61 views August 21st, 2014 By Jacqui Thompson

matrixBy Jacqui Thompson

Not being very tech savvy I am always anxious when needing to replace some computer thingamajigs and whatsits. But what a pleasure it was getting exactly what I needed for my computer at the Matrix Warehouse Computers in Woodmead, Johannesburg.I’ve noticed staff tend to talk slowly and with little words to me when they realise I am  a) not going to spend the equivalent of a small African country’s GDP b) am clueless and don’t even know the difference between hardware and software.

I braced myself for the audible eye-rolling when I went to the Matrix Warehouse in Woodmead, Johannesburg even though I knew exactly what I wanted and had even brought along proof of what needed replacing. Holding the dead mouse up by its cord I asked if they could give me a new one as this one stopped working.

What to do with eWaste

52 views August 19th, 2014 By Dianne Bayley

ea-ewasteThe term e-Waste refers to consumer electronic devices and gadgets that are at the end of its useful life, including discarded or obsolete cell phones and computers. With the consumerisation of IT, the volume of discarded e-products are rising at an alarming rate.

According to Causes International, the volume of discarded electronic products will be 33% higher than it is today – and weigh the equivalent of eight of the Great Pyramids of Egypt. This is not only a problem for the developed world, but for developing nations as well, particularly India.

Dumping electronics in landfills are not ideal and are in fact, banned, in some countries, because the items contain substances such as mercury, lead, cadmium, arsenic and brominated flame retardants which can lead to health problems if burned or leeched into the soil.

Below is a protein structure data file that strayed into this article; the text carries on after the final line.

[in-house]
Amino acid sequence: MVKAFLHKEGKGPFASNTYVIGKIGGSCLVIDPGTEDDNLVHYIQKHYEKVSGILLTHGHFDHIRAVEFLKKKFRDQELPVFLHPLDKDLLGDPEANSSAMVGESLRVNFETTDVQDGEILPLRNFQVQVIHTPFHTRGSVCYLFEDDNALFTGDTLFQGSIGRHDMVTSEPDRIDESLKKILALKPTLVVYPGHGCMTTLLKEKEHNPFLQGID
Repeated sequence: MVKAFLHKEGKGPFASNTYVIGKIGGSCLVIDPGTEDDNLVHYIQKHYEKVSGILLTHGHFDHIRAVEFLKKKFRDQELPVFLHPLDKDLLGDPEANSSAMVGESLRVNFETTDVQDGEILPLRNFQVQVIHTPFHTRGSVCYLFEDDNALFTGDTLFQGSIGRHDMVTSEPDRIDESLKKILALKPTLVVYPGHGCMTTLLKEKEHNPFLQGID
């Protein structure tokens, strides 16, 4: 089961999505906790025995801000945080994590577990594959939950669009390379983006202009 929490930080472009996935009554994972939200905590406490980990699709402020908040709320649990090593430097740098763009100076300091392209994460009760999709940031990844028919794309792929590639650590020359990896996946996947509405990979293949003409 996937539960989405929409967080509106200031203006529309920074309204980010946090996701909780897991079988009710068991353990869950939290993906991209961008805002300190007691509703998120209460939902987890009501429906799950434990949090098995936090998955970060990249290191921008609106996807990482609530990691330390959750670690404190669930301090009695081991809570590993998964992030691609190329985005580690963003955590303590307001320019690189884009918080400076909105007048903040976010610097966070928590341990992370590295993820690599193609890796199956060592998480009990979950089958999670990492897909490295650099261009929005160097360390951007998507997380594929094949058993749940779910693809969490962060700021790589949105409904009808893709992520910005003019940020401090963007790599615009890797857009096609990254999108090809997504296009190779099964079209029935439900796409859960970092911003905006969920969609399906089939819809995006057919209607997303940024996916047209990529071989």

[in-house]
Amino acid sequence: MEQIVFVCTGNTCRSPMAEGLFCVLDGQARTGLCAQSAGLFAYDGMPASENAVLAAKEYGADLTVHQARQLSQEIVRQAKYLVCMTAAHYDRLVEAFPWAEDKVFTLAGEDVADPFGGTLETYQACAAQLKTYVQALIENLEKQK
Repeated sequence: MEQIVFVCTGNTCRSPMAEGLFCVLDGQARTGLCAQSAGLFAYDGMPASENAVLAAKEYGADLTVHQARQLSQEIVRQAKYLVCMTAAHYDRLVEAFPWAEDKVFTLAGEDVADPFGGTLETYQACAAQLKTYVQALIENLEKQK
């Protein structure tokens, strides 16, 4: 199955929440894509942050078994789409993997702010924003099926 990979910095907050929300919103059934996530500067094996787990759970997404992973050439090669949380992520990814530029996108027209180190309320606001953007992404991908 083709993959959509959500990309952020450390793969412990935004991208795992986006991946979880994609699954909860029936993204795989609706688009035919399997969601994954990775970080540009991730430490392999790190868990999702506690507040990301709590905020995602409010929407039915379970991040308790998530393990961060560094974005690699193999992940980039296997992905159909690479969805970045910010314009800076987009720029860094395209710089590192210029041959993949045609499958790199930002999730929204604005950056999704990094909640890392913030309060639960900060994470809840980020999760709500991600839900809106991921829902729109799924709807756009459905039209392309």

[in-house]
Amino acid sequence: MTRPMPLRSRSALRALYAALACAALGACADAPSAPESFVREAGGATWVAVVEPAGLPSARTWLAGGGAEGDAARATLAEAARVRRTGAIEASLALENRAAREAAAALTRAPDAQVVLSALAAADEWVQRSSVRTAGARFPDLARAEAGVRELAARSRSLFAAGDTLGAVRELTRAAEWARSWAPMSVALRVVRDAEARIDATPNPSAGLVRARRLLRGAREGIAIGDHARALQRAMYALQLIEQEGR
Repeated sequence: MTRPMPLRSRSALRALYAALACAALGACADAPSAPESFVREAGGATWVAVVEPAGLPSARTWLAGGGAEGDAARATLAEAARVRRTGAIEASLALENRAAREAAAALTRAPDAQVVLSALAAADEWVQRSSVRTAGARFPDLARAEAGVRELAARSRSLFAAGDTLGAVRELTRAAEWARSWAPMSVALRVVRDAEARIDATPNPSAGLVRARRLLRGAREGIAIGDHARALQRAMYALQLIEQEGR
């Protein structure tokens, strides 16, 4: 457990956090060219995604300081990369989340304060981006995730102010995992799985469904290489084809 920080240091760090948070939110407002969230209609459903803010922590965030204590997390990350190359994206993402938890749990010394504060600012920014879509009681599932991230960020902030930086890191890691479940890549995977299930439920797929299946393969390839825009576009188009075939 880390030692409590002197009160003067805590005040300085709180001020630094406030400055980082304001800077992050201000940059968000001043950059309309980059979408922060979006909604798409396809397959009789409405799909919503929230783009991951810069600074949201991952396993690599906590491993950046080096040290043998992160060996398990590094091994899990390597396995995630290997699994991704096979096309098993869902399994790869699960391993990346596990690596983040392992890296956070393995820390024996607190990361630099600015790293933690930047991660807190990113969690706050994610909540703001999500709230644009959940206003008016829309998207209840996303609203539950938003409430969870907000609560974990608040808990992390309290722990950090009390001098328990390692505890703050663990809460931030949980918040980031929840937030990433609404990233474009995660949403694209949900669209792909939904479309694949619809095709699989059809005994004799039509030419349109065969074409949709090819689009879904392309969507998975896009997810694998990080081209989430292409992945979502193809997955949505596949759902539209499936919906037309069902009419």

Aware of this problem, 68% of consumers tend to stockpile their old electronics rather than dumping them.

Get herenow, South Africa - and have your say!

68 views August 12th, 2014 By Makoena Pabale

citysearchsa_herenow

South Africa, we’ve got you covered! You can Eat, Play, Shop anywhere in the country and check out all the events before you go. On your return, you can review any or all of the places you’ve been, so everyone knows what to expect when they get there. Here’s a taste of what HereNow.co.za covers:

World’s first battery powered multi-function printer in SA

55 views August 12th, 2014 By administrator

itshowcase_ricoh_battery_operated_printerBy ITShowcase.co.za

Ricoh SA has launched the world’s first battery powered multifunction Geljet printer with print, scan, copy, fax and wireless connectivity. The SG 3120B SFNw can be used in large warehouses, outdoor events, by relief agencies in remote areas or for any other mobile function.

“The battery lasts for 500 copies or 1 000 prints and it also runs on external power if that’s available,” says Chris de Beer,  head of product marketing at Ricoh SA. “The long battery life makes it extremely useful and it still prints at 20 pages per minute in black and white and 14 pages per minute in colour, so it’s no slouch.”

It’s all about learning to love wine

330 views August 8th, 2014 By administrator
Farai Magwada

Farai Magwada

We’re bringing this article back from 2013 due to popular demand. So many South Africans enjoy a good wine, and would love to know more about it. So, here it is . . .

By Penny Haw, BDlive

Once upon a time, a sommelier was that stern-looking, older gentleman in a stiff white shirt and solemn tuxedo who handed you his restaurant’s wine list as if parting with a cherished love letter.

The closest he came to smiling was when his mouth twitched slightly as he sneered at your mispronunciation of Viognier and/or because you couldn’t afford the first of his recommendations. It wasn’t a sommelier’s responsibility to put you at ease. His motto might have been “intimidate and rule against all odds”, and certainly, for a long time, sommeliers cowed diners in up-market eateries around the world.